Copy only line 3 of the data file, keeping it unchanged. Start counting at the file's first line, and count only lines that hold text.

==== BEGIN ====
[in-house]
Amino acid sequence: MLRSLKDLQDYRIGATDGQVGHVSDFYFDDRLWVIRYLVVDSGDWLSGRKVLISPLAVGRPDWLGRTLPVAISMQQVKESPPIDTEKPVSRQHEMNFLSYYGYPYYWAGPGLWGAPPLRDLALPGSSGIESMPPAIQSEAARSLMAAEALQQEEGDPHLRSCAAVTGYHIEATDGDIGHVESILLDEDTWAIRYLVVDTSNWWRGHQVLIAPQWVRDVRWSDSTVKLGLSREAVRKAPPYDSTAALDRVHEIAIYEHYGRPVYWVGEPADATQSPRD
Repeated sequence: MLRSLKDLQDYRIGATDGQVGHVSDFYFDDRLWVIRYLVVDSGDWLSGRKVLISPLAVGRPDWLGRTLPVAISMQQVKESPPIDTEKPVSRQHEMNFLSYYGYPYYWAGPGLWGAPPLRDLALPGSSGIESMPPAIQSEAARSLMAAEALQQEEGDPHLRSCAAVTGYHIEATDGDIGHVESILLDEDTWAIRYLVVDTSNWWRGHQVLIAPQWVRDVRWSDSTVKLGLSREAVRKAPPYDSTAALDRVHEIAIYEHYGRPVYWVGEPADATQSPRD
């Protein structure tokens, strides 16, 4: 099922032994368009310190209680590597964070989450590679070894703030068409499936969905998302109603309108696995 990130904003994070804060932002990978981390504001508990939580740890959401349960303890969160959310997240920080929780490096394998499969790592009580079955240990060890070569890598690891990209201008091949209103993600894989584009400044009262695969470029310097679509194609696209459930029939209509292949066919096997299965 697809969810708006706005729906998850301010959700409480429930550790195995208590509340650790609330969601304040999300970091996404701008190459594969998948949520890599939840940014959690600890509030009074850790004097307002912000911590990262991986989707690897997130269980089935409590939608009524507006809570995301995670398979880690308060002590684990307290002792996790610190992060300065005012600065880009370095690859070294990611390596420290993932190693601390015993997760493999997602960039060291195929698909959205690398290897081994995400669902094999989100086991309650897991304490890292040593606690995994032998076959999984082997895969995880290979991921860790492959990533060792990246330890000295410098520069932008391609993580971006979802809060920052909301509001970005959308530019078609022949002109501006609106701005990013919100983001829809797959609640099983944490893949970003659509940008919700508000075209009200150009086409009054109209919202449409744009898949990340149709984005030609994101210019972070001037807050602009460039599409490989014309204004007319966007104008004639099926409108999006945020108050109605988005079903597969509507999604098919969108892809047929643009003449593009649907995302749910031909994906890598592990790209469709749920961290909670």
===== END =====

Repeated sequence: MLRSLKDLQDYRIGATDGQVGHVSDFYFDDRLWVIRYLVVDSGDWLSGRKVLISPLAVGRPDWLGRTLPVAISMQQVKESPPIDTEKPVSRQHEMNFLSYYGYPYYWAGPGLWGAPPLRDLALPGSSGIESMPPAIQSEAARSLMAAEALQQEEGDPHLRSCAAVTGYHIEATDGDIGHVESILLDEDTWAIRYLVVDTSNWWRGHQVLIAPQWVRDVRWSDSTVKLGLSREAVRKAPPYDSTAALDRVHEIAIYEHYGRPVYWVGEPADATQSPRD